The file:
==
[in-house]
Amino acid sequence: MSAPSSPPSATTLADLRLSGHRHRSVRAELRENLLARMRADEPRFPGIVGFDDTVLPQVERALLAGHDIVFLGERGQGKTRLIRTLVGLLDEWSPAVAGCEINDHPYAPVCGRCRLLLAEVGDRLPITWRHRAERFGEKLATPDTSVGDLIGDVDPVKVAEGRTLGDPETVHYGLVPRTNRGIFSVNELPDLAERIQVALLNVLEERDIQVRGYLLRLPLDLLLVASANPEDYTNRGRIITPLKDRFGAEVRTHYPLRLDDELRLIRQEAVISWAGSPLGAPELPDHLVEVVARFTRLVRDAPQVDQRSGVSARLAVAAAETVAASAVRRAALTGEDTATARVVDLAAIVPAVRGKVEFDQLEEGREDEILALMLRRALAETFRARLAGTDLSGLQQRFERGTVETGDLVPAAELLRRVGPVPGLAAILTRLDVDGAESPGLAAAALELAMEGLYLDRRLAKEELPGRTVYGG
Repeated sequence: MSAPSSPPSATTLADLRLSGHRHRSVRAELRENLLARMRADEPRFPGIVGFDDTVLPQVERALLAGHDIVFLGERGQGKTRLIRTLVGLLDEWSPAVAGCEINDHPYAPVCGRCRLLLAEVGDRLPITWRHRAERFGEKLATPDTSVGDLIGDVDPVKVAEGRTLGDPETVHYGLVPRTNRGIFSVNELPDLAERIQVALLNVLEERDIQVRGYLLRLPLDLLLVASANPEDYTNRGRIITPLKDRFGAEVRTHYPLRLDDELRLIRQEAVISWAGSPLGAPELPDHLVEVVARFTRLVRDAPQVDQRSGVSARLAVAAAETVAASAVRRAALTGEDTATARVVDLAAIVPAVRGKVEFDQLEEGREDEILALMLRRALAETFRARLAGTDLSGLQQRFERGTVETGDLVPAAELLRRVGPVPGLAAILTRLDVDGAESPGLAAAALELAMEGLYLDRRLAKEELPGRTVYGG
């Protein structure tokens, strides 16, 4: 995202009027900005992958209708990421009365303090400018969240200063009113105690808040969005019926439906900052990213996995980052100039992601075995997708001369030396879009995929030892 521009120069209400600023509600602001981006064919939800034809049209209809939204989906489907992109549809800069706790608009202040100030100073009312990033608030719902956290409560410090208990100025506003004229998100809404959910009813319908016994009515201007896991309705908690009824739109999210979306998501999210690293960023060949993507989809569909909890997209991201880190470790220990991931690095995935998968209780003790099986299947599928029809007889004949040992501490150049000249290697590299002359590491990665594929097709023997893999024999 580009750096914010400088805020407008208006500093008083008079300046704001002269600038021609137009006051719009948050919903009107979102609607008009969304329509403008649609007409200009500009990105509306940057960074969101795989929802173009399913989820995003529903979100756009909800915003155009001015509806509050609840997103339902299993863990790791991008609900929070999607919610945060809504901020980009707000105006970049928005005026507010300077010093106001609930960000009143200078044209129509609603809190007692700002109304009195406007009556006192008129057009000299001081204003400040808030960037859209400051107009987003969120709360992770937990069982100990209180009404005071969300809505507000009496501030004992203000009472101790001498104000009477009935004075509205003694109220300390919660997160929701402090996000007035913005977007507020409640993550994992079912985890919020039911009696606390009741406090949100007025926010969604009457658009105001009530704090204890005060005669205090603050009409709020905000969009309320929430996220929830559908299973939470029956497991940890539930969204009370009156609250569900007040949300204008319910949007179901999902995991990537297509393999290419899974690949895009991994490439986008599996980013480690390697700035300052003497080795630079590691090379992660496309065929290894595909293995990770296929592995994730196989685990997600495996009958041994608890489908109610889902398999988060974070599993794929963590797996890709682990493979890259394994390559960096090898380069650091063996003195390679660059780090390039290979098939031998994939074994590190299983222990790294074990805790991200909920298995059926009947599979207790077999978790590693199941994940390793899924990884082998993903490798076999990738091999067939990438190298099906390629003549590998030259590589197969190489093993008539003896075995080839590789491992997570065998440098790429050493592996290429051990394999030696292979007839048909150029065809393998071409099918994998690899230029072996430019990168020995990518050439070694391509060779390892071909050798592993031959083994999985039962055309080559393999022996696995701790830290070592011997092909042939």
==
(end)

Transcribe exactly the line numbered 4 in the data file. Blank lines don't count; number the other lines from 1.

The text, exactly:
């Protein structure tokens, strides 16, 4: 995202009027900005992958209708990421009365303090400018969240200063009113105690808040969005019926439906900052990213996995980052100039992601075995997708001369030396879009995929030892 521009120069209400600023509600602001981006064919939800034809049209209809939204989906489907992109549809800069706790608009202040100030100073009312990033608030719902956290409560410090208990100025506003004229998100809404959910009813319908016994009515201007896991309705908690009824739109999210979306998501999210690293960023060949993507989809569909909890997209991201880190470790220990991931690095995935998968209780003790099986299947599928029809007889004949040992501490150049000249290697590299002359590491990665594929097709023997893999024999 580009750096914010400088805020407008208006500093008083008079300046704001002269600038021609137009006051719009948050919903009107979102609607008009969304329509403008649609007409200009500009990105509306940057960074969101795989929802173009399913989820995003529903979100756009909800915003155009001015509806509050609840997103339902299993863990790791991008609900929070999607919610945060809504901020980009707000105006970049928005005026507010300077010093106001609930960000009143200078044209129509609603809190007692700002109304009195406007009556006192008129057009000299001081204003400040808030960037859209400051107009987003969120709360992770937990069982100990209180009404005071969300809505507000009496501030004992203000009472101790001498104000009477009935004075509205003694109220300390919660997160929701402090996000007035913005977007507020409640993550994992079912985890919020039911009696606390009741406090949100007025926010969604009457658009105001009530704090204890005060005669205090603050009409709020905000969009309320929430996220929830559908299973939470029956497991940890539930969204009370009156609250569900007040949300204008319910949007179901999902995991990537297509393999290419899974690949895009991994490439986008599996980013480690390697700035300052003497080795630079590691090379992660496309065929290894595909293995990770296929592995994730196989685990997600495996009958041994608890489908109610889902398999988060974070599993794929963590797996890709682990493979890259394994390559960096090898380069650091063996003195390679660059780090390039290979098939031998994939074994590190299983222990790294074990805790991200909920298995059926009947599979207790077999978790590693199941994940390793899924990884082998993903490798076999990738091999067939990438190298099906390629003549590998030259590589197969190489093993008539003896075995080839590789491992997570065998440098790429050493592996290429051990394999030696292979007839048909150029065809393998071409099918994998690899230029072996430019990168020995990518050439070694391509060779390892071909050798592993031959083994999985039962055309080559393999022996696995701790830290070592011997092909042939």